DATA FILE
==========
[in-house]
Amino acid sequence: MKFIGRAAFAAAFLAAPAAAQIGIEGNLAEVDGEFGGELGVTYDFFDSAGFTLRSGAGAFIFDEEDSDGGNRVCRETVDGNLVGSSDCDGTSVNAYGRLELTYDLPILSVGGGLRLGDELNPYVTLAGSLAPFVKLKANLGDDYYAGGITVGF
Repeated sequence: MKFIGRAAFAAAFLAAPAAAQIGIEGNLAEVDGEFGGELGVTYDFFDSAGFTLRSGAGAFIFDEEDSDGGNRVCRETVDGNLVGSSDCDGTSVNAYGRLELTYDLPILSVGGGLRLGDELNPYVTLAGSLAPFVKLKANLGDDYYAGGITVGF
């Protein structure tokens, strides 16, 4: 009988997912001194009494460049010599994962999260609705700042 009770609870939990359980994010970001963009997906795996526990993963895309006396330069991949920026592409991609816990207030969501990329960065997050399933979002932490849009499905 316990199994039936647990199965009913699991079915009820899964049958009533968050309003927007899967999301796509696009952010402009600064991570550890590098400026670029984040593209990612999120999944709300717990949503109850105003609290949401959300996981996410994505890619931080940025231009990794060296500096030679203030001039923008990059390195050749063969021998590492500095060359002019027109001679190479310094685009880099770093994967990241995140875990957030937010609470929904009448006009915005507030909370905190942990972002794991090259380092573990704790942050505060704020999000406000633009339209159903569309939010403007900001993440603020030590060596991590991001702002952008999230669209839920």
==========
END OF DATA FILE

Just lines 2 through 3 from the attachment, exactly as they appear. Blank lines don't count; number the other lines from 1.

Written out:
Amino acid sequence: MKFIGRAAFAAAFLAAPAAAQIGIEGNLAEVDGEFGGELGVTYDFFDSAGFTLRSGAGAFIFDEEDSDGGNRVCRETVDGNLVGSSDCDGTSVNAYGRLELTYDLPILSVGGGLRLGDELNPYVTLAGSLAPFVKLKANLGDDYYAGGITVGF
Repeated sequence: MKFIGRAAFAAAFLAAPAAAQIGIEGNLAEVDGEFGGELGVTYDFFDSAGFTLRSGAGAFIFDEEDSDGGNRVCRETVDGNLVGSSDCDGTSVNAYGRLELTYDLPILSVGGGLRLGDELNPYVTLAGSLAPFVKLKANLGDDYYAGGITVGF